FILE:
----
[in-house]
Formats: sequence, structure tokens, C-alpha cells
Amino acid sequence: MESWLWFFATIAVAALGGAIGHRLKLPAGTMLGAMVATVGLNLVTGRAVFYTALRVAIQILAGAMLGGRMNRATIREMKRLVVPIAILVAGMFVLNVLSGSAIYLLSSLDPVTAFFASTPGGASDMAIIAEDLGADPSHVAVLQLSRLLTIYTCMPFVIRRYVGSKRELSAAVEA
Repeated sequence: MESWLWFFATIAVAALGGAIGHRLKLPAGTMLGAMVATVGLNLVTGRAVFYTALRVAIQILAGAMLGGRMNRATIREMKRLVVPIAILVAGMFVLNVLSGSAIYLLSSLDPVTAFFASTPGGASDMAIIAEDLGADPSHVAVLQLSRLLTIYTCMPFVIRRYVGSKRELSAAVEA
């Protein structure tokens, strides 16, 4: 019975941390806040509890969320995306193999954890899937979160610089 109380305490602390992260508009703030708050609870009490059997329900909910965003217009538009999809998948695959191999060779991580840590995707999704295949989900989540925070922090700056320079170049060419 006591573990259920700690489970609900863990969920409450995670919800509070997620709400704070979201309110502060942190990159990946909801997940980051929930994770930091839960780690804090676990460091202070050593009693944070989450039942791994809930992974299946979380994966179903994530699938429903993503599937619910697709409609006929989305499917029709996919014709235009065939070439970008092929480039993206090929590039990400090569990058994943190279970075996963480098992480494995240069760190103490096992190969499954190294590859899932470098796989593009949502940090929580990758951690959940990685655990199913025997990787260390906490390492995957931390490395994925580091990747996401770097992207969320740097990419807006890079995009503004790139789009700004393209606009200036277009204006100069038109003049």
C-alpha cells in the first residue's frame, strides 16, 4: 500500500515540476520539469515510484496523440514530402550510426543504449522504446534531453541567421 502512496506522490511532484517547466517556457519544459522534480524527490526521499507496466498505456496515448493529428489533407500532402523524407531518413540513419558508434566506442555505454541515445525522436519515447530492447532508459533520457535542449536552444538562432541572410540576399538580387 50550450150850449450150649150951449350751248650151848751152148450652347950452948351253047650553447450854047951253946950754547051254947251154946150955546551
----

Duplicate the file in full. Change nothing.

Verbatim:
[in-house]
Formats: sequence, structure tokens, C-alpha cells
Amino acid sequence: MESWLWFFATIAVAALGGAIGHRLKLPAGTMLGAMVATVGLNLVTGRAVFYTALRVAIQILAGAMLGGRMNRATIREMKRLVVPIAILVAGMFVLNVLSGSAIYLLSSLDPVTAFFASTPGGASDMAIIAEDLGADPSHVAVLQLSRLLTIYTCMPFVIRRYVGSKRELSAAVEA
Repeated sequence: MESWLWFFATIAVAALGGAIGHRLKLPAGTMLGAMVATVGLNLVTGRAVFYTALRVAIQILAGAMLGGRMNRATIREMKRLVVPIAILVAGMFVLNVLSGSAIYLLSSLDPVTAFFASTPGGASDMAIIAEDLGADPSHVAVLQLSRLLTIYTCMPFVIRRYVGSKRELSAAVEA
């Protein structure tokens, strides 16, 4: 019975941390806040509890969320995306193999954890899937979160610089 109380305490602390992260508009703030708050609870009490059997329900909910965003217009538009999809998948695959191999060779991580840590995707999704295949989900989540925070922090700056320079170049060419 006591573990259920700690489970609900863990969920409450995670919800509070997620709400704070979201309110502060942190990159990946909801997940980051929930994770930091839960780690804090676990460091202070050593009693944070989450039942791994809930992974299946979380994966179903994530699938429903993503599937619910697709409609006929989305499917029709996919014709235009065939070439970008092929480039993206090929590039990400090569990058994943190279970075996963480098992480494995240069760190103490096992190969499954190294590859899932470098796989593009949502940090929580990758951690959940990685655990199913025997990787260390906490390492995957931390490395994925580091990747996401770097992207969320740097990419807006890079995009503004790139789009700004393209606009200036277009204006100069038109003049």
C-alpha cells in the first residue's frame, strides 16, 4: 500500500515540476520539469515510484496523440514530402550510426543504449522504446534531453541567421 502512496506522490511532484517547466517556457519544459522534480524527490526521499507496466498505456496515448493529428489533407500532402523524407531518413540513419558508434566506442555505454541515445525522436519515447530492447532508459533520457535542449536552444538562432541572410540576399538580387 50550450150850449450150649150951449350751248650151848751152148450652347950452948351253047650553447450854047951253946950754547051254947251154946150955546551